Pac-12 Feature: 'MikeBall' Seeing Returns for Pac-12 Teams
If Major League Baseball has “Moneyball”, Pac-12 women’s basketball has “MikeBall”.
Washington head coach Mike Neighbors is a guy who has always loved data. If there are numbers to crunch, he is your guy. Leaving the numbers to Neighbors has turned into big dividends for the Pac-12.
Neighbors’ work developing a mathematical picture of success for the Pac-12 inspired conference coaches to change the way their programs scheduled in the non-conference seasons and has strengthened the conference from top to bottom.
“It’s one of the most productive things we’ve done,” Close said. “The best part about this story is Mike’s selflessness, but also the coaches putting the conference above themselves.”
The proof is in the power rating.
The Pac-12 has the best conference RPI in the country, with five teams ranked among the top 16 in the country and seven in the top 40 according to the NCAA’s women’s basketball RPI.
The Pac-12’s conference RPI is better than the next conference – the Big 12 – by a margin of 50.75 to 66.7.
“Now we all just hope we get rewarded for it,” Neighbors said. “At the end of this, we want to see our league getting multiple bids in the NCAA Tournament like other conferences that have had great years and strength across the board.”
Neighbors’ dive into the numbers began when he was an assistant coach under Kevin McGuff at Xavier in 2007.
Xavier teams were consistently earning No. 8 and No. 9 seeds in the NCAA Tournament and Neighbors wanted to break it down.
“We needed to know that statistical profiles of No. 2 seeds and No. 3 seeds all the way down,” Neighbors said. “I took the previous 10 years, looked at every piece of data and built a profile of a No. 2 seed. We knew it was tougher in the Atlantic 10 because of our conference RPI. And then we went out and created our own non-conference conference schedule. We played 11 BCS schools. We went and played Duke and Stanford and Michigan and Florida.”
That effort raised Xavier’s profile and seed, including a run to the Elite Eight in 2010.
A year later, McGuff and Neighbors went to Washington. Neighbors went to the Final Four and sat in the Pac-12 coaches meeting to discuss the league’s RPI, which has consistently been rated lower than other major conferences, such as the Big 12 and the SEC.
Neighbors made a case among his new colleagues for balanced scheduling and for the value of non-conference wins.
“He came in with this huge packet, with color-coded graphs. The message was, ‘Everybody needs to get eight or nine wins (in the non-conference) and you need to play the best teams you can beat’,” Close said. “Everyone was brainstorming. Everybody understood this has to be bigger than just your team. We have to help each other.”
Close said she didn’t imagine that after two years, the impact would be felt so quickly and clearly.
Eleven Pac-12 teams entered the 2016 conference season with winning records. Heading into this weekend’s conference matchups, the conference’s overall winning percentage is .715.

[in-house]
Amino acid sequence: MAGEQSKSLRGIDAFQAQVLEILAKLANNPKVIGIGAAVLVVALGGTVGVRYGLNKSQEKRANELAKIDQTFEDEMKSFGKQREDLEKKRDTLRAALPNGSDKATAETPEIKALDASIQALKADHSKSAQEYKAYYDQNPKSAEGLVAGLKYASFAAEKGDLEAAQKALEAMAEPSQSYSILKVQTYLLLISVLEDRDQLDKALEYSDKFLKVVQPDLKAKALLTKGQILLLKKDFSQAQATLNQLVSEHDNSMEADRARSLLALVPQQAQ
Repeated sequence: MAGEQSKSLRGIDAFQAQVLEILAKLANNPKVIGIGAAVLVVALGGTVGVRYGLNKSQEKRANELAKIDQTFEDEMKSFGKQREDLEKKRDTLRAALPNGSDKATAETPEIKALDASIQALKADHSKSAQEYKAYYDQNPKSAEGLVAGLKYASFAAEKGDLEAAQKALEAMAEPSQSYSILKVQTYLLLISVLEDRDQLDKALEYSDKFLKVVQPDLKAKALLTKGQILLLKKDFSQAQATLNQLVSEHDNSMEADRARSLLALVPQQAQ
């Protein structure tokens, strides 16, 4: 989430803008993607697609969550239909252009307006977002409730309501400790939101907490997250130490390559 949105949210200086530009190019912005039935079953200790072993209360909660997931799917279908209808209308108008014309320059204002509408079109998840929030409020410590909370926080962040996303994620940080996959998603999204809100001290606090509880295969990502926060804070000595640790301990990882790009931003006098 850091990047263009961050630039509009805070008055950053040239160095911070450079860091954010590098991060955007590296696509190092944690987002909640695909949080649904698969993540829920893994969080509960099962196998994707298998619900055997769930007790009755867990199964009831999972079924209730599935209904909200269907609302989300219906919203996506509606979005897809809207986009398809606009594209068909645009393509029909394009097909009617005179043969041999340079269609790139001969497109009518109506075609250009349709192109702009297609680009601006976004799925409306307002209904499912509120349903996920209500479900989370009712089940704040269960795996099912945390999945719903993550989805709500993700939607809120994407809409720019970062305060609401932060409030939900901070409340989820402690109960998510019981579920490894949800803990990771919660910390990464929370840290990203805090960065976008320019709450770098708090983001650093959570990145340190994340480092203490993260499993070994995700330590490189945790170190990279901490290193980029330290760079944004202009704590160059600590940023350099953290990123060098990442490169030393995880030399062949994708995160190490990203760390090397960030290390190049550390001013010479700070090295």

For the seventh consecutive week, the Pac-12 had five teams in the Associated Press poll, marking the longest stretch of weeks that five schools have appeared in the poll in conference history.
“The non-conference schedule was a resounding assurance that we are on the right track,” said Cal coach Lindsay Gottlieb. “You can schedule tough, but then you have to go out and do it and teams have gone and out and proved it.”
The Pac-12’s RPI is the second-best in the last 25 seasons and the best since the conference expanded to 12 teams back in 2011.
The Pac-12 coaches hope all of this translates into NCAA Tournament bids.
“At the end of this, we want our team to get multiple bids, like other conference who will get 70 percent of their teams in,” Neighbors said. “We are going to have great 9-9 or 8-10 teams in the Pac-12 and we hope they are rewarded accordingly for the strength of the league.
“Maybe Stanford loses a few games. Arizona will beat some people and Utah’s success will not be a surprise and that will be viewed as a good thing for us.”
Gottlieb said she sees many teams up and down the league who are better than expected.
“This league is healthy and strong all the way through,” Gottlieb said. “I hope people will be credited for big wins. And that teams battling each other tough will not be viewed as a sign of weakness.”
Draw a line between the Pac-12’s success this season and the level of talent in the league.
“Our ability to keep the best West Coast players on the West Coast has helped us,” Neighbors said. “We have star players on every team and some teams have multiple stars and any win in this conference is valuable.”
“It’s as deep as it’s been. Top to bottom, it’s one of the best leagues in the country in the last five years,” Neighbors said. “This reminds me of the years when the SEC would get seven or eight teams into the tournament.”
All of this strength and depth makes competing in the Pac-12 a challenge every day.
Michelle Smith is a contributing writer for pac-12.com. She has covered pro and college sports for espnW, the San Francisco Chronicle and AOL Fanhouse.
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